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Search and explore Duke Law's wide variety of courses that comprise nearly every area of legal theory and practice. Contact the Director of Academic Advising to confirm whether a course satisfies a graduation requirement in any particular semester.

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NOTE: Course offerings change. Faculty leaves and sabbaticals, as well as other curriculum considerations, will sometimes affect when a course may be offered.

The list of classes marked Spring 2023 is incomplete and is being regularly updated.

JD/LLM in International & Comparative Law

JD/LLM in Law & Entrepreneurship

International LLM - 1 year

Certificate in Public interest and Public Service Law

Areas of Study & Practice

Clear all filters 9 courses found.
Number Course Title Credits Degree Requirements Semesters Taught Methods of Evaluation

250

Family Law 2
  • JD elective
  • IntlLLM NY Bar
  • IntlLLM/SJD/EXC elective
  • PIPS elective
  • Fall 20
  • Fall 21
  • Fall 22
  • Final Exam
  • Class participation

A study of how law regulates intimate adult relationships and relationships between parents and children. We will discuss constitutional and statutory rights and restrictions on marriage, adult relationships, adoption, parentage, child custody, dissolution of adult relationships, and financial support for children. We will explore the evolution of family law in relation to racial and gender equality and consider issues of socioeconomic inequality and access to justice.  Grading is based on a final examination and class participation. 

345

Gender & the Law 2
  • JD elective
  • IntlLLM/SJD/EXC elective
  • PIPS elective
  • Spring 23
  • Final Exam
  • Reflective Writing
  • Oral presentation
  • Practical exercises
  • In-class exercise
  • Class participation

This course will explore the relationship between gender and the law, understanding gender in its broadest sense including sex, sexuality, gender identity, and gender queerness. It will focus on sex discrimination doctrines under the Equal Protection Clause of the United States Constitution as well as under federal and state statutory frameworks such as Title VII of the Civil Rights Act of 1964,Title IX of the Education Amendments Act of 1972, and cognate state statutes. It will also address the shifting scope of substantive due process doctrine, particularly given the recent Supreme Court Dobbs opinion. Other statutes such as the Americans with Disabilities Act will also be explored. Constitutional Law is highly recommended as a prerequisite.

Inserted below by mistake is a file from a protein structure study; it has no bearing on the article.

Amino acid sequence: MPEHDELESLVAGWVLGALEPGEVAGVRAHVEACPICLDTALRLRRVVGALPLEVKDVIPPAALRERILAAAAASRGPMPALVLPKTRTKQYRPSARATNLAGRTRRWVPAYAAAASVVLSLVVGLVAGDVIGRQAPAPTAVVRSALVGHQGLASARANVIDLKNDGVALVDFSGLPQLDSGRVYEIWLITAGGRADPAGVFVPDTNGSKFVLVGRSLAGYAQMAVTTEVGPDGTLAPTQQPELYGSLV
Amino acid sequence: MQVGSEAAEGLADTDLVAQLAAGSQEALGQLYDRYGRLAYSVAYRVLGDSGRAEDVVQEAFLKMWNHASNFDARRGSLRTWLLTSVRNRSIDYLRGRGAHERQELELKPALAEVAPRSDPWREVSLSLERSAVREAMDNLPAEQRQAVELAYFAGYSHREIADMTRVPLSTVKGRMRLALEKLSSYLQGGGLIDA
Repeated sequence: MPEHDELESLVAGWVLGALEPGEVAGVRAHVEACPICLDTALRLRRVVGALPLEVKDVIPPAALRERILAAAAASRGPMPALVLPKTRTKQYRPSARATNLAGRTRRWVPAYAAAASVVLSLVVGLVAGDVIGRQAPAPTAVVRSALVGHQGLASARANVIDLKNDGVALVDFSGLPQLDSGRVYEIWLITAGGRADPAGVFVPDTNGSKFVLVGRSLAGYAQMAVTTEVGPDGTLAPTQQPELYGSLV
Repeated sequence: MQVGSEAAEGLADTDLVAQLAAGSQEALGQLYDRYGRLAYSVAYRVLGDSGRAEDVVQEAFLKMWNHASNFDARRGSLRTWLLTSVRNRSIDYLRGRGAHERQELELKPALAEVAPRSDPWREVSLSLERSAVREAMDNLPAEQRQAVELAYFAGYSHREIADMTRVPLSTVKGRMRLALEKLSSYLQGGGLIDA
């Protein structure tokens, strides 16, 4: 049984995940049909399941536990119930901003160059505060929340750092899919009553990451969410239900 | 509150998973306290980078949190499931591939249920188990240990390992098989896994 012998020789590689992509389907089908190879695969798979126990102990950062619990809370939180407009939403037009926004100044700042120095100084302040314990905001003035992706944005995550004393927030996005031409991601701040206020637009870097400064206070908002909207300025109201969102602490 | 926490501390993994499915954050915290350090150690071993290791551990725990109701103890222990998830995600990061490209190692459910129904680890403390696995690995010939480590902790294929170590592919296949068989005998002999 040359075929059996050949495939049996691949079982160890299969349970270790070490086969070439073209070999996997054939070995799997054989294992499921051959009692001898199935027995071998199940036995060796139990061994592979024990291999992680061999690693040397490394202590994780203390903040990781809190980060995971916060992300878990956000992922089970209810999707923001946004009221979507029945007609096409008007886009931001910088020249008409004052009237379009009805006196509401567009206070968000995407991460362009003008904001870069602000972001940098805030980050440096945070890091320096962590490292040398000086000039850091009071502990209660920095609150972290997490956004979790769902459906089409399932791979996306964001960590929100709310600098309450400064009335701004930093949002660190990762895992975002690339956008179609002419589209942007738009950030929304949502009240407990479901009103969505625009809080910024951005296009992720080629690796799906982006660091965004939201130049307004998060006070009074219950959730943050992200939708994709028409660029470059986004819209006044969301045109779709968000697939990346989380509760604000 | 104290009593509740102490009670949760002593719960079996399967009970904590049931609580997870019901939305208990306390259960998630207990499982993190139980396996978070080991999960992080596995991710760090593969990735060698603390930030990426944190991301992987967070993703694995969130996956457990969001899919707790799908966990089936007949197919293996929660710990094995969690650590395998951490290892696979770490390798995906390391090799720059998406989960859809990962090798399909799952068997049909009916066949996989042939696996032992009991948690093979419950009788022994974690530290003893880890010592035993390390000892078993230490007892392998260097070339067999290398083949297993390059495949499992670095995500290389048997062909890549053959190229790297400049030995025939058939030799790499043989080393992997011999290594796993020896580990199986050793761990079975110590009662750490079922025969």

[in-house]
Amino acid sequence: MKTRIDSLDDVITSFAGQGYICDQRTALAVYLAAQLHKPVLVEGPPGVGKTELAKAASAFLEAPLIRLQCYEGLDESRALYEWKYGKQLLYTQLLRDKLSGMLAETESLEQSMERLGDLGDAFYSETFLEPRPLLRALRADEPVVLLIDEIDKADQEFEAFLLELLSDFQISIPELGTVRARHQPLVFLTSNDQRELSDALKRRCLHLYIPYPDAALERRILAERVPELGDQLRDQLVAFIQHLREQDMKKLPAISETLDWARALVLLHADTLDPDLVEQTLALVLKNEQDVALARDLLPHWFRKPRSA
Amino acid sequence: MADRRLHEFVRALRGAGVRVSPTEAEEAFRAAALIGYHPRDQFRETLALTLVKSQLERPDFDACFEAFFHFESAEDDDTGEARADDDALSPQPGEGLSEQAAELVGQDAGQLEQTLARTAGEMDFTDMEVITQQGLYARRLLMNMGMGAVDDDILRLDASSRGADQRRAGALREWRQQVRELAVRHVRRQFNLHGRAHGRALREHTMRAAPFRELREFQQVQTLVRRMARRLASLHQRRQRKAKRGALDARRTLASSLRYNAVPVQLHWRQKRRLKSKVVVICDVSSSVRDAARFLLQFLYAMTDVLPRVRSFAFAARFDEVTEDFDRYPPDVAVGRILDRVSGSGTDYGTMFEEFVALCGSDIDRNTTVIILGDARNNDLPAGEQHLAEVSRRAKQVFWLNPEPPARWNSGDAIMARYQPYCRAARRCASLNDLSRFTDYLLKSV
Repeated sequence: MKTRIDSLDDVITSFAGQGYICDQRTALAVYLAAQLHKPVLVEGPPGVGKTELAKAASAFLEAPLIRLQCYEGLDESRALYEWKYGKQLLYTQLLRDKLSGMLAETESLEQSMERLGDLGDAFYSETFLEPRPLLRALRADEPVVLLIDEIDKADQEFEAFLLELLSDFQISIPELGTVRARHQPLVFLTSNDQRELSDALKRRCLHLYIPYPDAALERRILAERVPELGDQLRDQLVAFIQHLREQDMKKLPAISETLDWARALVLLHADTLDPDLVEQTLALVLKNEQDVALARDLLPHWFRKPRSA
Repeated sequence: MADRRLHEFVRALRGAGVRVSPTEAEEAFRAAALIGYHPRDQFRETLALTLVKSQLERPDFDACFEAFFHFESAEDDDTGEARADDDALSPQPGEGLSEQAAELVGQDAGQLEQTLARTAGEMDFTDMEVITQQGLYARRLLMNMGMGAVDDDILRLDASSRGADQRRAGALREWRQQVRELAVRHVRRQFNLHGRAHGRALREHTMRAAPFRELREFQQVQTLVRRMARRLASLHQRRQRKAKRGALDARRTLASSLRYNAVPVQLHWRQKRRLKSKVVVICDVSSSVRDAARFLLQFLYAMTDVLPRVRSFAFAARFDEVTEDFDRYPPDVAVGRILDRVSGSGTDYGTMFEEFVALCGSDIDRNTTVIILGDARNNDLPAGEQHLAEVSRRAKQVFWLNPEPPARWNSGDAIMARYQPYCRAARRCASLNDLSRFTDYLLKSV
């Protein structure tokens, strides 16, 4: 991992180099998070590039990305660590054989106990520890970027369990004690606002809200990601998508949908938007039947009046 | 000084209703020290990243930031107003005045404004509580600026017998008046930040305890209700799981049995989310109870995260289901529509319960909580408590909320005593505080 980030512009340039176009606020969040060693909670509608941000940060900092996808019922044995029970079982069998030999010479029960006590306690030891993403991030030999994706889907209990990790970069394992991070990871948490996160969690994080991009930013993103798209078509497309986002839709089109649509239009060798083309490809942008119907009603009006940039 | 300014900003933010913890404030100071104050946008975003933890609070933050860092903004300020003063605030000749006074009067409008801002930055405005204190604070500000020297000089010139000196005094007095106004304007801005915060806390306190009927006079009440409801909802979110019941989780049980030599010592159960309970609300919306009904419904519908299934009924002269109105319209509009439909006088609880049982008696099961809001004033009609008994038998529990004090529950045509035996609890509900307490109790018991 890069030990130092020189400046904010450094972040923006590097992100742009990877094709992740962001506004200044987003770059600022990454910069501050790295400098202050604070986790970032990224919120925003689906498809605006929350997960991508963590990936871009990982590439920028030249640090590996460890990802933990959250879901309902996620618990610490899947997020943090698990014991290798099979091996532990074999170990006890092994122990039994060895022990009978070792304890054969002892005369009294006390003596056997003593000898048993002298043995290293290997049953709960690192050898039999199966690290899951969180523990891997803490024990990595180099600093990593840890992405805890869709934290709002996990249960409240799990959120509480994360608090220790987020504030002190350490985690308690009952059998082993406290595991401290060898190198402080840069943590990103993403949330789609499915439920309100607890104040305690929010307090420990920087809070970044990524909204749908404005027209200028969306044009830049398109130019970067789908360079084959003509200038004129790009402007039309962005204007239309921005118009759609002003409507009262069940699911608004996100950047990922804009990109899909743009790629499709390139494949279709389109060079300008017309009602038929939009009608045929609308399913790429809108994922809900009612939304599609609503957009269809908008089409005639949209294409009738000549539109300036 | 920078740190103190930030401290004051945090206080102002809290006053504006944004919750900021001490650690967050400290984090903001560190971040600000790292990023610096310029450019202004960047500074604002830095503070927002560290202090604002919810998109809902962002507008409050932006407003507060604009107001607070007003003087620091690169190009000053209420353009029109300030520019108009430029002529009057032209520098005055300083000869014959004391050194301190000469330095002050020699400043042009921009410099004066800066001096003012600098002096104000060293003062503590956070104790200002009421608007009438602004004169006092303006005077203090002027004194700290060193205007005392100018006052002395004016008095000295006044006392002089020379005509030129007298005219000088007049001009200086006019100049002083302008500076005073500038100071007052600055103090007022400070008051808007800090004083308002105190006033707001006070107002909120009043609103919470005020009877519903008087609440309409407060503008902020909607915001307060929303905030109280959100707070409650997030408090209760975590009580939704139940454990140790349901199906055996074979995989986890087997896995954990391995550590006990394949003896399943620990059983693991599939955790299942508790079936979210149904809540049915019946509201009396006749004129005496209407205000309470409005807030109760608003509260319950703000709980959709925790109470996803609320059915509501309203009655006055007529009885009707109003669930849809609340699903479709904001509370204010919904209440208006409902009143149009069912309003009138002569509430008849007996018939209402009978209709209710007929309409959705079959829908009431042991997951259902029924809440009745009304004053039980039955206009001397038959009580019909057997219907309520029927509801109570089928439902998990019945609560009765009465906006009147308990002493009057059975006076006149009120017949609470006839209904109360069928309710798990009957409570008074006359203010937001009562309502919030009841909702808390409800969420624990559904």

The course will center around legal case studies to evaluate the relationship between law and justice in many areas that affect gender minority lives, including: employment, schools, health care, prison, public accommodations, family, youth and aging, and beyond. The emphasis will be on social justice lawyering strategies and the possibilities and limits that litigation, legislation, and policy developments present for work in these areas. Some film is used in class. Evaluation is by an end-of-term, untimed, open book examination, as well as 3 reaction papers assigned throughout the class. Other individual or group projects may also be required. Engaged student discussion and open-mindedness to new, different, and challenging ideas is invited and valued.

399

Forensic Psychiatry 2
  • JD elective
  • IntlLLM/SJD/EXC elective
  • PIPS elective
  • Spring 22
  • Spring 23
  • Practical exercises
  • Class participation

This course is designed to provide students with a working knowledge of the major areas of interface between psychiatry and law. Basic concepts of clinical psychiatry and psychopathology will be highlighted throughout the course. The attorney and the psychiatrist roles in the commitment process, right to treatment and right to refuse treatment, competency to stand trial, and criminal responsibility will be explored using a number of methods. Discussion of assigned readings, short lectures, interviews and observation of patients involved in legal proceedings, films, guest speakers, and field trips will form the basis of the course. The students will periodically be asked to use the information from the course together with independent and group research to complete short projects and class exercises.